Yeah, yeah, this is the time of year when everyone runs a list of teh most anticipated games of 2011!1 or whatever. Not that I’m above doing what everyone else is doing, but I can guarantee that several of the games I’m about to show you aren’t mentioned on those other lists. In fact, I’m pretty sure you’ve either forgotten about or don’t even know about a couple of them.
Does that pique your interest?
After the jump, it’s 12 — well, 13 — games that will make 2011 awesome
What it is: An action/strategy game about containing a zombie apocalypse. By any means necessary!
Why you should care: Even when Blendo Games’ Brendon Chung misses, his games are well worth seeing. From the fantastic bite-sized drama of Gravity Bone, to the weirdly laid back space combat of Flotilla, to the head-scratching edutainment of Air Forte, there’s not a Blendo Games game I’d want to miss. So sign me up for Chung’s take on the zombie apocalypse fad.
When you can play it: January 24
What it is: Yet another team-based shooter with players of different classes fighting over various objectives
Why you should care: The guys at Splash Damage know how to piece together a team-based shooter so that it’s not a bunch of dudes team deathmatching in a DICE engine. And they have some pretty exciting tricks up their sleeve for Brink. By the way, would it have killed them to crank out a couple more awesome maps for Quake Wars?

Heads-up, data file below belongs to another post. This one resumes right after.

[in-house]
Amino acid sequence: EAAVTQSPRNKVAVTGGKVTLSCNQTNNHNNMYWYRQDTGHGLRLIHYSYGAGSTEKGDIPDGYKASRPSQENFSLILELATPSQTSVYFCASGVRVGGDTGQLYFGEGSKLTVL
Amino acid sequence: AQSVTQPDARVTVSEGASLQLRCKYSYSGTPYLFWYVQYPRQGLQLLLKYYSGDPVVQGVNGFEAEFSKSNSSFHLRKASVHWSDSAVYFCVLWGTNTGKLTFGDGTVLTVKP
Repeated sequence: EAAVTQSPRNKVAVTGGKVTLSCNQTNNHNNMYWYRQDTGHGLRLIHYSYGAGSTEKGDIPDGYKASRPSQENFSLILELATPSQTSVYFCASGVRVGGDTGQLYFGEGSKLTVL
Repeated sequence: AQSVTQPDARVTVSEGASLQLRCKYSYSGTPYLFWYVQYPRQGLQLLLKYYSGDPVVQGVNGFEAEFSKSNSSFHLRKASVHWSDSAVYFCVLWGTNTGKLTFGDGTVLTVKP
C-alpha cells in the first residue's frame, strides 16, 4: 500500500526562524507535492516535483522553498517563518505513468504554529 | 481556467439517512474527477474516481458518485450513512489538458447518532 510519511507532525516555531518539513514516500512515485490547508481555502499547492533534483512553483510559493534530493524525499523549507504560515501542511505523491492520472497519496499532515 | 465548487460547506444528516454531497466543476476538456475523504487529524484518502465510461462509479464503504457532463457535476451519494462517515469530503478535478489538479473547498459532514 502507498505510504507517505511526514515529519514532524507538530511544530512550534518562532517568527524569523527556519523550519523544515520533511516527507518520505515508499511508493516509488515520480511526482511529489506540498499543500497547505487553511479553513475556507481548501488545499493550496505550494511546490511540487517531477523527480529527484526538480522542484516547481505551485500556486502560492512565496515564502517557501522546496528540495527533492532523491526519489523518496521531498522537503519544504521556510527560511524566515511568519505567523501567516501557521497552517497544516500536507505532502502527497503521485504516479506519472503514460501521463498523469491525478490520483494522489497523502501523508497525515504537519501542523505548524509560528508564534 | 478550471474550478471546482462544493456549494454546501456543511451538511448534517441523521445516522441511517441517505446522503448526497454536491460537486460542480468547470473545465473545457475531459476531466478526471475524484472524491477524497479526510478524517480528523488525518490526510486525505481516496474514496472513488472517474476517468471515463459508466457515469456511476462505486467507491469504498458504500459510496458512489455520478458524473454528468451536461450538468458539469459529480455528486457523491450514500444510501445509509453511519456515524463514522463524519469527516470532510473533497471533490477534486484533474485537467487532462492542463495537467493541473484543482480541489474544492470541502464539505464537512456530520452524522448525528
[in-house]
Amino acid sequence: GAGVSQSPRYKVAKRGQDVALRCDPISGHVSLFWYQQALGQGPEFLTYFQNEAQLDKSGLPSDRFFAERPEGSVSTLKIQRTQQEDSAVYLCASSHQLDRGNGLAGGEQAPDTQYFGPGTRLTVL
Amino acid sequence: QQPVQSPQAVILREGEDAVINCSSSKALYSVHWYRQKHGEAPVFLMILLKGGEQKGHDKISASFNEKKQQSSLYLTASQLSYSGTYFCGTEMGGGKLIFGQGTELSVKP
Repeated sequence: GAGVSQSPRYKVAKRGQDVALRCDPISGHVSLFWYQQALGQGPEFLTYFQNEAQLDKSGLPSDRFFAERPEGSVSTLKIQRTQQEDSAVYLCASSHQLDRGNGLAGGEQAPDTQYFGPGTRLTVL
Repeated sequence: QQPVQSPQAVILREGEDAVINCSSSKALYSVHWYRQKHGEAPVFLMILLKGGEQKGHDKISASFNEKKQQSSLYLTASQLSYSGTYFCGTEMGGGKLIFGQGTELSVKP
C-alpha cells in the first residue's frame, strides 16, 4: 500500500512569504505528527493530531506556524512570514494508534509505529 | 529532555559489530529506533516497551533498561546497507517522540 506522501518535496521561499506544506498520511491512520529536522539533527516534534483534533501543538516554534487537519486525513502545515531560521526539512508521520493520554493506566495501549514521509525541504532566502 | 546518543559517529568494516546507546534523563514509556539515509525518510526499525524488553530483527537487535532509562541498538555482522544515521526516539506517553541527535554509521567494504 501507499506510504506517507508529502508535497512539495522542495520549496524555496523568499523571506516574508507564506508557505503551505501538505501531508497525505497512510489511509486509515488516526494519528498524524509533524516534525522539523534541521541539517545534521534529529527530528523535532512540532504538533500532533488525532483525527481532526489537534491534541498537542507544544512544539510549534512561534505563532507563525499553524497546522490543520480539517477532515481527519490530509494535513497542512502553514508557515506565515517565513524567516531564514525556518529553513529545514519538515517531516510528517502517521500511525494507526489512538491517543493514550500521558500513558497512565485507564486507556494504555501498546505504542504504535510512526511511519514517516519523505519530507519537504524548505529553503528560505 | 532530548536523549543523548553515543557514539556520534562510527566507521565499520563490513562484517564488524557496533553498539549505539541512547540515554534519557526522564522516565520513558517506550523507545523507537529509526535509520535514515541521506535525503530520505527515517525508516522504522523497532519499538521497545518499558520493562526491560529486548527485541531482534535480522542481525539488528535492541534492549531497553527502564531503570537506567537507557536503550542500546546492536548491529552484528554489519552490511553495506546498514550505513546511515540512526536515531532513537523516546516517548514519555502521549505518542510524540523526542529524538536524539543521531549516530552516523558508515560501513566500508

When you can play it: Spring 2011
What it is: Juvenile, stupid, over-the-top, and very M-rated, bitch!
Why you should care: Bulletstorm is the welcome marriage of People Can Fly’s unhinged creativity with The Club’s scoring shenanigans with Electronic Arts’ and Epic’s resources with a whole bunch of Beavis.
When you can play it: February 22, bitch!
What it is: The expansion to the smartest thing to happen to action RPGs since Diablo invented them
Why you should care: In Din’s Curse, dungeons push back. You aren’t just clearing static levels of spawning monsters. You’re wrestling with an ecology that threatens to overrun your town. The Demon War add-on not only throws in new content, it also extends the concept of an ecology to the town itself. In brief, it makes Din’s Curse even more Din’s Curse all over.
When you can play it: Now, if you’re willing to jump into what I hear is a mostly stable and feature complete beta.
What it is: Yet another MMO
Why you should care: This is next best hope we have for an MMO that breaks the stranglehold of all those World of Warcraft conventions. The original Guild Wars was brilliant and unprecedented. The developers at ArenaNet have spent four years quietly scheming, and I predict more unprecedented brilliance is on the way.
When you can play it: 2011 isn’t confirmed, but neither is it denied. So, hopefully, some time this year.
What it is: The best MMO of all time (as determined by a board of experts consisting of me and my cat) expands into Dunland and butts up against Saruman. Orthanc or bust!
Why you should care: Turbine showed what they could do with with just another boring dungeon when they created Moria, which turned out to be one of the coolest places you’ll ever visit in a videogame. I don’t know what’s supposed to be exciting about Orthanc and Saruman and Dunland, but I trust Turbine to figure it out.
When you can play it: Fall 2011
What it is: Heck if I know. Some kind of Legos style world exploration and crafting thing that people use to make blocky videos.